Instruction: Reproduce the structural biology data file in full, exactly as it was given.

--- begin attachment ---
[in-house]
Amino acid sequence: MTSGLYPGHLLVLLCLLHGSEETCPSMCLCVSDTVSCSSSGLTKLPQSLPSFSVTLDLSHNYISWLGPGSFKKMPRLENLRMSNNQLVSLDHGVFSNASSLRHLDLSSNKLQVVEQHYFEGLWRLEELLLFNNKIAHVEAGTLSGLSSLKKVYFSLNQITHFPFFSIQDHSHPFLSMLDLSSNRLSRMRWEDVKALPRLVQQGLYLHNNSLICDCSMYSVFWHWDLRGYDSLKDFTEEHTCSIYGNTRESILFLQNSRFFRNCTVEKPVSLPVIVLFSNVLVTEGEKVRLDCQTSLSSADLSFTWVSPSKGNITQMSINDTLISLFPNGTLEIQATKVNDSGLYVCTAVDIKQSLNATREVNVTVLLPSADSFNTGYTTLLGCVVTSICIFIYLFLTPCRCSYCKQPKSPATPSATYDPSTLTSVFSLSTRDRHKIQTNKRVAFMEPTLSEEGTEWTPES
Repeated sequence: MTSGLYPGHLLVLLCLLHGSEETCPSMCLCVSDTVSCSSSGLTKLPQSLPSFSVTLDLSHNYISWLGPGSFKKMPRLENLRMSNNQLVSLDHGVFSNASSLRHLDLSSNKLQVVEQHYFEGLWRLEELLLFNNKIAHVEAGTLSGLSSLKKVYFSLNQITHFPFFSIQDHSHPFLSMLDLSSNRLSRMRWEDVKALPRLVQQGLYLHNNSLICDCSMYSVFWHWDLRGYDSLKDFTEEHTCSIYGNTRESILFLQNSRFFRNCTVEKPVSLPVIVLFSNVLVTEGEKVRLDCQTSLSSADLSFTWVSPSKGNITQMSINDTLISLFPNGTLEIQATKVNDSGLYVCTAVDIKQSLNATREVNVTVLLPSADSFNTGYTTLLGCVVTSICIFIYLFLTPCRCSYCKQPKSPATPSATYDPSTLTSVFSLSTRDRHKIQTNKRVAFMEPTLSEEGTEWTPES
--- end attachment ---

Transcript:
[in-house]
Amino acid sequence: MTSGLYPGHLLVLLCLLHGSEETCPSMCLCVSDTVSCSSSGLTKLPQSLPSFSVTLDLSHNYISWLGPGSFKKMPRLENLRMSNNQLVSLDHGVFSNASSLRHLDLSSNKLQVVEQHYFEGLWRLEELLLFNNKIAHVEAGTLSGLSSLKKVYFSLNQITHFPFFSIQDHSHPFLSMLDLSSNRLSRMRWEDVKALPRLVQQGLYLHNNSLICDCSMYSVFWHWDLRGYDSLKDFTEEHTCSIYGNTRESILFLQNSRFFRNCTVEKPVSLPVIVLFSNVLVTEGEKVRLDCQTSLSSADLSFTWVSPSKGNITQMSINDTLISLFPNGTLEIQATKVNDSGLYVCTAVDIKQSLNATREVNVTVLLPSADSFNTGYTTLLGCVVTSICIFIYLFLTPCRCSYCKQPKSPATPSATYDPSTLTSVFSLSTRDRHKIQTNKRVAFMEPTLSEEGTEWTPES
Repeated sequence: MTSGLYPGHLLVLLCLLHGSEETCPSMCLCVSDTVSCSSSGLTKLPQSLPSFSVTLDLSHNYISWLGPGSFKKMPRLENLRMSNNQLVSLDHGVFSNASSLRHLDLSSNKLQVVEQHYFEGLWRLEELLLFNNKIAHVEAGTLSGLSSLKKVYFSLNQITHFPFFSIQDHSHPFLSMLDLSSNRLSRMRWEDVKALPRLVQQGLYLHNNSLICDCSMYSVFWHWDLRGYDSLKDFTEEHTCSIYGNTRESILFLQNSRFFRNCTVEKPVSLPVIVLFSNVLVTEGEKVRLDCQTSLSSADLSFTWVSPSKGNITQMSINDTLISLFPNGTLEIQATKVNDSGLYVCTAVDIKQSLNATREVNVTVLLPSADSFNTGYTTLLGCVVTSICIFIYLFLTPCRCSYCKQPKSPATPSATYDPSTLTSVFSLSTRDRHKIQTNKRVAFMEPTLSEEGTEWTPES